from The American Heritage® Dictionary of the English Language, 4th Edition
- n. A frame slung between trailing poles and pulled by a dog or horse, formerly used by Plains Indians as a conveyance for goods and belongings.
from Wiktionary, Creative Commons Attribution/Share-Alike License
- n. A traditional North American Indian sled-like vehicle, pulled by person, dog, or horse.
from the GNU version of the Collaborative International Dictionary of English
- n. A primitive vehicle, common among the North American Indians, usually two trailing poles serving as shafts and bearing a platform or net for a load.
- n. A logging sled.
from The Century Dictionary and Cyclopedia
- n. See dray, 3.
- n. Same as travail.
In smooth country, and when the sick or wounded person is not too badly off, the Indian and trapper "travois" or horse litter may be employed.
"travois," and the great pony herds, to the fastnesses of the Big Horn; and now comes the opportunity for which an old Indian-fighter has been anxiously waiting.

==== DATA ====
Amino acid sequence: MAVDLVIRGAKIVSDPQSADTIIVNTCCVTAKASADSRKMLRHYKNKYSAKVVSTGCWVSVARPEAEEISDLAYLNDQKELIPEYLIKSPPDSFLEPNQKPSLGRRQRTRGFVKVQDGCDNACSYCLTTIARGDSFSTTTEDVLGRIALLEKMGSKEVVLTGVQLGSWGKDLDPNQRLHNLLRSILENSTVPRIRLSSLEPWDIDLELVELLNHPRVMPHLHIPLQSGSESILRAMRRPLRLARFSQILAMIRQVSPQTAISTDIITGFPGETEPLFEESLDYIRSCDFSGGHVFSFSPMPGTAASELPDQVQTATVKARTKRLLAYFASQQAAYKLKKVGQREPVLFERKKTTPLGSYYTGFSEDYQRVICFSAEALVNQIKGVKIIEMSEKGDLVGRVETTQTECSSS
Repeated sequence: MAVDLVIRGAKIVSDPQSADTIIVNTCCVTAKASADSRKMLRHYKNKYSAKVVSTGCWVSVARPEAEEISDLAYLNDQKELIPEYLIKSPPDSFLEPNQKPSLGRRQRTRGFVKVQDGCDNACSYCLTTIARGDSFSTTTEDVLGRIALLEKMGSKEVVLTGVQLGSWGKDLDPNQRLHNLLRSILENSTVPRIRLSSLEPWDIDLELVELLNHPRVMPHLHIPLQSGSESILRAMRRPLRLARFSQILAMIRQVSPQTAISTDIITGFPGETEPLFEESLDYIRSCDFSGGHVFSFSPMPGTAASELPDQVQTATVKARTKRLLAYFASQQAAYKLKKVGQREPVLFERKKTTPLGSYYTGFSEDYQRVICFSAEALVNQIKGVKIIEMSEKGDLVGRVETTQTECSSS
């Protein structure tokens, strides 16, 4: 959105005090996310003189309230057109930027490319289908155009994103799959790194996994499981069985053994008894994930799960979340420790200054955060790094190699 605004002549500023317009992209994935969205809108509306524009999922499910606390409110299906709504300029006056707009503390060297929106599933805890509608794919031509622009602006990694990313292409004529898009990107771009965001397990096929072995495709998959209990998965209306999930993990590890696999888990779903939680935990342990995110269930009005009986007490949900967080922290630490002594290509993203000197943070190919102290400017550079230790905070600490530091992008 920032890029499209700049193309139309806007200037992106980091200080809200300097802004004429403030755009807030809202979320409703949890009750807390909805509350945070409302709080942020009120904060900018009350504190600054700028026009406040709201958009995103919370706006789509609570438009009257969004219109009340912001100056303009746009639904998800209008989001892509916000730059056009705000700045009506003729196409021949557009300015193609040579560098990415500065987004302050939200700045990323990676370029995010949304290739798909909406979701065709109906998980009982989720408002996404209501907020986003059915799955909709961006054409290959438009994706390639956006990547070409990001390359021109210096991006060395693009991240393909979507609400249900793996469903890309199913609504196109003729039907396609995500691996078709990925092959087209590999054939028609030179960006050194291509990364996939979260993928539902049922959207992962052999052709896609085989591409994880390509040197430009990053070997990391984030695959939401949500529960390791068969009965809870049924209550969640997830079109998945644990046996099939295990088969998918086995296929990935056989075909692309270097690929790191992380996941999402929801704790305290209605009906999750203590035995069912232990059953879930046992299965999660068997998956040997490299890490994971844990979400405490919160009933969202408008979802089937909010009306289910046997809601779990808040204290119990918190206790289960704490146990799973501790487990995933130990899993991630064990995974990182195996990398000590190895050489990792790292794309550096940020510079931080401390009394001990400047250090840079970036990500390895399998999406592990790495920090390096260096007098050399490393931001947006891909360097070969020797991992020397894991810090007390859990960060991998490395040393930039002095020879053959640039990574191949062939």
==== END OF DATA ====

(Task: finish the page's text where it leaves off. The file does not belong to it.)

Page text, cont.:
I drag it out with my drag rope or if it's too big I find a couple stong sticks and make a travois.
On the horizon, mountain ranges, constantly in sight, were the place for the plains tribes to cut poles for travois and lodge, and to find the best wood for bows.
Indians used the younger, slenderest trees as tipi and travois poles.
He needs a medical cart or travois capable of transporting the injured.
He didn't have his rifle, but he had plenty of dried fish for the dogs and enough meat laid in for the winter, and he didn't need to hunt now, especially since he didn't relish the idea of dragging a travois loaded with game behind him.
The only way he could transport him safely was on the travois he had back at the cabin.
By the time he made it back to the wreck with the travois bouncing along behind him, Eli was unconscious.
When they started off, the travois hit a bump, and she heard Eli moan.